Two wrongs and a right – tax evasion, avoidance and planning

As Theresa May announced in her final speech to October’s Conservative Party Conference:

“So it doesn’t matter to me who you are. If you’re a tax-dodger, we’re coming after you. If you’re an accountant, a financial adviser or a middleman who helps people to avoid what they owe to society, we’re coming after you too.

An economy that works for everyone is one where everyone plays by the same rules. So whoever you are you – however rich or powerful – you have a duty to pay your tax. And we’re going to make sure you do.”

Three months earlier HMRC had started two separate consultations on tackling promoters of tax avoidance schemes and dealing with offshore tax evasion.

The attack on promoters – and others involved in the development, sale and use of schemes – is designed to “influence [their] behaviour”. That “influence” will take the form of new penalties on the promoters and their associates if a scheme fails, based upon the amount of tax that was purportedly avoided by the scheme’s users.

Making “corrections”

The latest move against offshore evasion proposes a “Requirement to Correct” should you have “undeclared UK tax liabilities in respect of an offshore matter”.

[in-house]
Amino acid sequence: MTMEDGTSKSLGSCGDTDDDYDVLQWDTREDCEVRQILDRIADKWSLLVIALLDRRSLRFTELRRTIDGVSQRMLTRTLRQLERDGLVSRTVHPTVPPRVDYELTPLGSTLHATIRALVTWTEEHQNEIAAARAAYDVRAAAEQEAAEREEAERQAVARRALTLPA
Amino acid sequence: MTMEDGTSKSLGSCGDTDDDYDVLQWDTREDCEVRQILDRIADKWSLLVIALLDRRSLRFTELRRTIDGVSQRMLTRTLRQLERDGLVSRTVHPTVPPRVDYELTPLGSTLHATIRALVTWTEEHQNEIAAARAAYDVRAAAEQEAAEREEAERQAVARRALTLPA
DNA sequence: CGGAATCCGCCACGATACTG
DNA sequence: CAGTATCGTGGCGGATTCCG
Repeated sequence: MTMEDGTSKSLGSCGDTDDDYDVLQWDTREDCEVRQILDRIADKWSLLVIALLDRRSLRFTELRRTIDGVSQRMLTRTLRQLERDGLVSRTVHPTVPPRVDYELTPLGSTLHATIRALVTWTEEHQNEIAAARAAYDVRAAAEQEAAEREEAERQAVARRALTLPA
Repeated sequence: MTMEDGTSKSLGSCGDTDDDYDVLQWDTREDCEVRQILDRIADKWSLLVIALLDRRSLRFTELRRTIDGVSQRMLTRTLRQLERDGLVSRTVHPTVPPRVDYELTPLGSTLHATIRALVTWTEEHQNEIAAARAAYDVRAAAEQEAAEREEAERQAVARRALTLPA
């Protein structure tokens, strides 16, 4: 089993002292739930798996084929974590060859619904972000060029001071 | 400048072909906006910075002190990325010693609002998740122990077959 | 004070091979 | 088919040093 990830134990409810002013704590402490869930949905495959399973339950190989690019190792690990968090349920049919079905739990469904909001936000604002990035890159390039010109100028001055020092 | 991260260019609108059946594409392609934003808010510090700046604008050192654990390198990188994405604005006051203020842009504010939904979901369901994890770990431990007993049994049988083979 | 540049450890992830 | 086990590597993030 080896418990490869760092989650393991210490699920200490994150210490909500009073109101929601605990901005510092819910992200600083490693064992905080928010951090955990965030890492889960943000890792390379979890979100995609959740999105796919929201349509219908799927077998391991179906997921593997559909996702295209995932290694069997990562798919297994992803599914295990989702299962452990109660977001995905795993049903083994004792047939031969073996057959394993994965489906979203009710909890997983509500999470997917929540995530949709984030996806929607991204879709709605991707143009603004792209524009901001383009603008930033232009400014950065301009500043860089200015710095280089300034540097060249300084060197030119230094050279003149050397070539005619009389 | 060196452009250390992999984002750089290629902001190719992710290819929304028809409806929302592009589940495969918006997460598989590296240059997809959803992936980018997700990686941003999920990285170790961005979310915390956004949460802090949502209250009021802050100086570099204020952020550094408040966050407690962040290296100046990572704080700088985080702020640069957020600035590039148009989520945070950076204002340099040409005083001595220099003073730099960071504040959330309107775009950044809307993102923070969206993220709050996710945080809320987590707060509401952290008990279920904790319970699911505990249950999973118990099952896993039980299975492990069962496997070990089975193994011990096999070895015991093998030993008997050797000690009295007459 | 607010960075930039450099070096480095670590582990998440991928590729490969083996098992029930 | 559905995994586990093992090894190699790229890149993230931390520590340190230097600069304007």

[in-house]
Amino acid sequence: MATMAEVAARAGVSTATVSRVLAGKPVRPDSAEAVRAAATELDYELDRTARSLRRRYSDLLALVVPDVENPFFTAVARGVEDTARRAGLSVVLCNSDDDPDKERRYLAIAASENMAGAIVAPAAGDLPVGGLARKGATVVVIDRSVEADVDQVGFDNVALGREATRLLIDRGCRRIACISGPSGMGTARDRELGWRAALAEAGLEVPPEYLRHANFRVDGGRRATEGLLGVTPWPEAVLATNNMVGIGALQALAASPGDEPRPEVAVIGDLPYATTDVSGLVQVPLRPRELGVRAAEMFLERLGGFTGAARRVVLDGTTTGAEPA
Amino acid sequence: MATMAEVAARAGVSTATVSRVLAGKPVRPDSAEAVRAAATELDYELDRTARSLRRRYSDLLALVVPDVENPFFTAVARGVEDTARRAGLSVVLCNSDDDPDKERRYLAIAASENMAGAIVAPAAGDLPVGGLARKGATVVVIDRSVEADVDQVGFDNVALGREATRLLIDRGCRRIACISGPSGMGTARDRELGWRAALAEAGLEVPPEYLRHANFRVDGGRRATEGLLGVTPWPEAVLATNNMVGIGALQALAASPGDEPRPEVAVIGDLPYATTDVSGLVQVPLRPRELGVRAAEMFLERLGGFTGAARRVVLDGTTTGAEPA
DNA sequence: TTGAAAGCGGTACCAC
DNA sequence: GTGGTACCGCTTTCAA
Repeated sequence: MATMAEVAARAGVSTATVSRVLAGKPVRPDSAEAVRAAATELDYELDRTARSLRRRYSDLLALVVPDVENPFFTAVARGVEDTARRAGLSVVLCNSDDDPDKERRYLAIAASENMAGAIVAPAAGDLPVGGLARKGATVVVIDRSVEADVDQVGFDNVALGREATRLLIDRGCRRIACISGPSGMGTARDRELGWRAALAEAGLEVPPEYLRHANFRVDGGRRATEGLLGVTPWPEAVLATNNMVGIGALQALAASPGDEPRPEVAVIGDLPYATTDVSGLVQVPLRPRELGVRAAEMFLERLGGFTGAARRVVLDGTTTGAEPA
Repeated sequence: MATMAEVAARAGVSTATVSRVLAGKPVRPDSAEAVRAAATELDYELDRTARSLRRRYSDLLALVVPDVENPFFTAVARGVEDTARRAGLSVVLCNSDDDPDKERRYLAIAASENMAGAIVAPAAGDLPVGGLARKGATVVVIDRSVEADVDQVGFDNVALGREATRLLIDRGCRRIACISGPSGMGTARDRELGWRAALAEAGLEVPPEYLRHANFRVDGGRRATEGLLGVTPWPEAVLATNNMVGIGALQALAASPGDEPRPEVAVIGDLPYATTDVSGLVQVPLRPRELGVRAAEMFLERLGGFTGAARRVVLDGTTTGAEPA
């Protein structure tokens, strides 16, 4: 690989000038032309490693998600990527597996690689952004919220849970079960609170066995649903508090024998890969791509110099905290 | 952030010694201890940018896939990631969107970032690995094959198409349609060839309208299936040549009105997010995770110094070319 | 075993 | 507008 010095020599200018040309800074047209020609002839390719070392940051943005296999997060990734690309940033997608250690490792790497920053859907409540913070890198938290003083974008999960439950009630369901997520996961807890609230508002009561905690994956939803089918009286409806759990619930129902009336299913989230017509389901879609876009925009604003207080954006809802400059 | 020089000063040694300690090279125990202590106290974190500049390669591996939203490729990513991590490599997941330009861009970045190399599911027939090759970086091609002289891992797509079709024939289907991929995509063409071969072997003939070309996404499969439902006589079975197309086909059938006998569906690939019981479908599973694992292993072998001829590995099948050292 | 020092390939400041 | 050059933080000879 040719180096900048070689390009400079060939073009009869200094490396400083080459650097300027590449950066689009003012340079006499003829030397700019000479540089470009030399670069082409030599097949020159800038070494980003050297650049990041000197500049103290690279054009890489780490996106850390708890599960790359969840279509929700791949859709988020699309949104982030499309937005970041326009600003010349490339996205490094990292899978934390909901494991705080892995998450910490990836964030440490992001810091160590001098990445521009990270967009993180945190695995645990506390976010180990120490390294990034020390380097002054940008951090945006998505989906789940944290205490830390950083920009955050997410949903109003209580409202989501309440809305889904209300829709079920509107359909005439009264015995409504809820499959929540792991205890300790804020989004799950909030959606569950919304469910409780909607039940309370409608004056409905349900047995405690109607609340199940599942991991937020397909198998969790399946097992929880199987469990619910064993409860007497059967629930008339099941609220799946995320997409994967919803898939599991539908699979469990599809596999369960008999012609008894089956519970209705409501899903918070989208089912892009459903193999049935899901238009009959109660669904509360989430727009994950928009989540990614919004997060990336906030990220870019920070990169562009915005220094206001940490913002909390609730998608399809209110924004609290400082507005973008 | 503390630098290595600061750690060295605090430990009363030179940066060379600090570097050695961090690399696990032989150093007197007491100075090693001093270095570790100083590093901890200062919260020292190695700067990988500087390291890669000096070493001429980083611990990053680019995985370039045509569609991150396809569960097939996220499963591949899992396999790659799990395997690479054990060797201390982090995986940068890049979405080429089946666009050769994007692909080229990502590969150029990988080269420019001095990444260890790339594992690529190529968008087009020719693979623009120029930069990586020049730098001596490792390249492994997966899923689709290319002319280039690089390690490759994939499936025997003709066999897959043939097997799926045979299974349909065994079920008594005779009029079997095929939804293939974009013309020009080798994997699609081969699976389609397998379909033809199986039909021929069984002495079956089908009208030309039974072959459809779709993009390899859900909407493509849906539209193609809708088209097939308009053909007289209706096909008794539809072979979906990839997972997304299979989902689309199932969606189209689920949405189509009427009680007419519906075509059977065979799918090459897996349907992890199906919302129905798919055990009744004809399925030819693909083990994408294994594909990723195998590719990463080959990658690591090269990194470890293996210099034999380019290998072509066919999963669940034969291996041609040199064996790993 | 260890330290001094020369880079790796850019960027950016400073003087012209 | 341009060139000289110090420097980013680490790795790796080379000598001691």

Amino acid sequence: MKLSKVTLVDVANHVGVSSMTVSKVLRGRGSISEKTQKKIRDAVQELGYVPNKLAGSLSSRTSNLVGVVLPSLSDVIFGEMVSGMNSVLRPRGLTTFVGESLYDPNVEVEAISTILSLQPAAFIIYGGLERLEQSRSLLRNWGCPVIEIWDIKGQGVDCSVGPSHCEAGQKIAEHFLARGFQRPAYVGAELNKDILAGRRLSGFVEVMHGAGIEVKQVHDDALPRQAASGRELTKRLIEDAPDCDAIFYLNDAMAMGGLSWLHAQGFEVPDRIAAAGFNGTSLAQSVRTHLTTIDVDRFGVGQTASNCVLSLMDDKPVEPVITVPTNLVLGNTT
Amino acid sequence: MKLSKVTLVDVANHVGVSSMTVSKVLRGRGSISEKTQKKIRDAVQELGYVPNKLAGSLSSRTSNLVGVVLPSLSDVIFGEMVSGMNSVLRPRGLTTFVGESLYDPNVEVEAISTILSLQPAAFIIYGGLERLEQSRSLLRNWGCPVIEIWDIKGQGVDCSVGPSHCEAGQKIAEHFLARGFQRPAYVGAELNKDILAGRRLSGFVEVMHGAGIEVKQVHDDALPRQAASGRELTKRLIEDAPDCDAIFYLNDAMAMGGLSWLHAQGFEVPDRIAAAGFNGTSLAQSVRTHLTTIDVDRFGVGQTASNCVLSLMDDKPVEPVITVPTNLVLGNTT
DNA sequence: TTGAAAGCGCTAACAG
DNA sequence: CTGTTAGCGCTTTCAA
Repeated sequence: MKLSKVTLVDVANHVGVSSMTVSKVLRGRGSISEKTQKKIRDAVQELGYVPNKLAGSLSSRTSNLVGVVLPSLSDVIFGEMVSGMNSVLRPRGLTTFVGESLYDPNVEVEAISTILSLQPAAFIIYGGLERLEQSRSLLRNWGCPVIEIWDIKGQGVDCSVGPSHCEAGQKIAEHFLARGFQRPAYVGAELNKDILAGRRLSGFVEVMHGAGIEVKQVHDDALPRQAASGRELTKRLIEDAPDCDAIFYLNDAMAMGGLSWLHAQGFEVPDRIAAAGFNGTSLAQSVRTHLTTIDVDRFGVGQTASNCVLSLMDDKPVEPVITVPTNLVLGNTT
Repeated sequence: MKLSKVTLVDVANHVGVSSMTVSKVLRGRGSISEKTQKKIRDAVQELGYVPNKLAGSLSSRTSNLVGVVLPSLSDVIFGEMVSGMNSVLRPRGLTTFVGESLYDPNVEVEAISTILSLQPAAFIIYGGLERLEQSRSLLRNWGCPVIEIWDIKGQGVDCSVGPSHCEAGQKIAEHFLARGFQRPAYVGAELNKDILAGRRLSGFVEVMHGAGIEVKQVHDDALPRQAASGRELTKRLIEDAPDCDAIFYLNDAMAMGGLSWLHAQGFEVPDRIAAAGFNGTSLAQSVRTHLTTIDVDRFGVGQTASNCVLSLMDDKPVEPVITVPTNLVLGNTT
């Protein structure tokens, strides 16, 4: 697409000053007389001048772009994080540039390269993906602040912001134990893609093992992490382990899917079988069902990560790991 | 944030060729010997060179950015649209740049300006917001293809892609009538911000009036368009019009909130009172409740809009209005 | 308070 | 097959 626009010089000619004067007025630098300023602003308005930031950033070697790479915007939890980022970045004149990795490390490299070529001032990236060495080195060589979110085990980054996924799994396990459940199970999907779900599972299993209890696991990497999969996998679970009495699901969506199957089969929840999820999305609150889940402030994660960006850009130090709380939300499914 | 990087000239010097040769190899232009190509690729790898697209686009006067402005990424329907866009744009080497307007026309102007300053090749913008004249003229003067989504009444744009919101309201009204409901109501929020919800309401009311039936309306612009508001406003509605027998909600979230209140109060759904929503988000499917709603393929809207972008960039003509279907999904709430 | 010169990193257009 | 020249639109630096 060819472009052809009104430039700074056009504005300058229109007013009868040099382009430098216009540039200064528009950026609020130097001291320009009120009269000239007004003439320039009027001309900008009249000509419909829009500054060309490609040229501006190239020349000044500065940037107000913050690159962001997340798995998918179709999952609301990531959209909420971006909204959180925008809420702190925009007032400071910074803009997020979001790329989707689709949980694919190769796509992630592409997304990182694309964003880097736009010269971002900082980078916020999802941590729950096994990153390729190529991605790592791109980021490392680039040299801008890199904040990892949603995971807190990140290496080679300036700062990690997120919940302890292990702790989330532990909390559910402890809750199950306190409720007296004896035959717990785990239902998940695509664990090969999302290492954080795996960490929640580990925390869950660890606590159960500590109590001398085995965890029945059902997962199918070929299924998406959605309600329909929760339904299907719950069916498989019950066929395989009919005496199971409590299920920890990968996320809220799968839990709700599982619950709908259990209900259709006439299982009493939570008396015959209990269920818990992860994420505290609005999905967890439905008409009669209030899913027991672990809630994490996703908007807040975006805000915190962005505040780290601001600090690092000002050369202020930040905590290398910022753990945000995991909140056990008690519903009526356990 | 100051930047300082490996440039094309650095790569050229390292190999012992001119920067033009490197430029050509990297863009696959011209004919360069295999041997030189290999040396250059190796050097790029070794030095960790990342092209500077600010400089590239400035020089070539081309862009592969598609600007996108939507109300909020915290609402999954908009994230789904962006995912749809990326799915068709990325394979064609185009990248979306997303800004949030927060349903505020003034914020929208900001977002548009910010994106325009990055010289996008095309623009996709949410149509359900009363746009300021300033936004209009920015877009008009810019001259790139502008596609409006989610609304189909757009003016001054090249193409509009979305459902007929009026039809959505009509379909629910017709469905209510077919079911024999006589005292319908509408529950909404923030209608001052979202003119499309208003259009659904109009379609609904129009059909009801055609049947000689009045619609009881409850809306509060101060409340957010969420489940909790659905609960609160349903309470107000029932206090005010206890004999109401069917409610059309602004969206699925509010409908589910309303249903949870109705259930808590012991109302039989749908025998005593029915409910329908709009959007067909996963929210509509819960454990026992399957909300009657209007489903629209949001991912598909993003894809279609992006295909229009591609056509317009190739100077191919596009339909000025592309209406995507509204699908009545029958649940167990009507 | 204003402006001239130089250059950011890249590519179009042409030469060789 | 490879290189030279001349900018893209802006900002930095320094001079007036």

The “correction” must be made by September 2018, after which a Common Reporting Standard (CRS) should come into force. Under the CRS, over 100 countries will automatically exchange taxpayer information, making evasion more difficult and dangerous. HMRC is adopting a carrot and stick approach here because it would prefer tax evaders to confess voluntarily rather than after an investigation. Thus the pre-CRS tax penalties will generally be lower than those under the “Failure to Correct” regime that begins in October 2018. 

The targets for these consultations have nothing to do with what might be described as tried-and-tested financial planning and advice, such as we offer. The Prime Minister and HMRC are after aggressive avoidance schemes and tax evasion − which have always been illegal.  The value of tax reliefs depends on your individual circumstances. Tax laws can change. The Financial Conduct Authority does not regulate tax advice.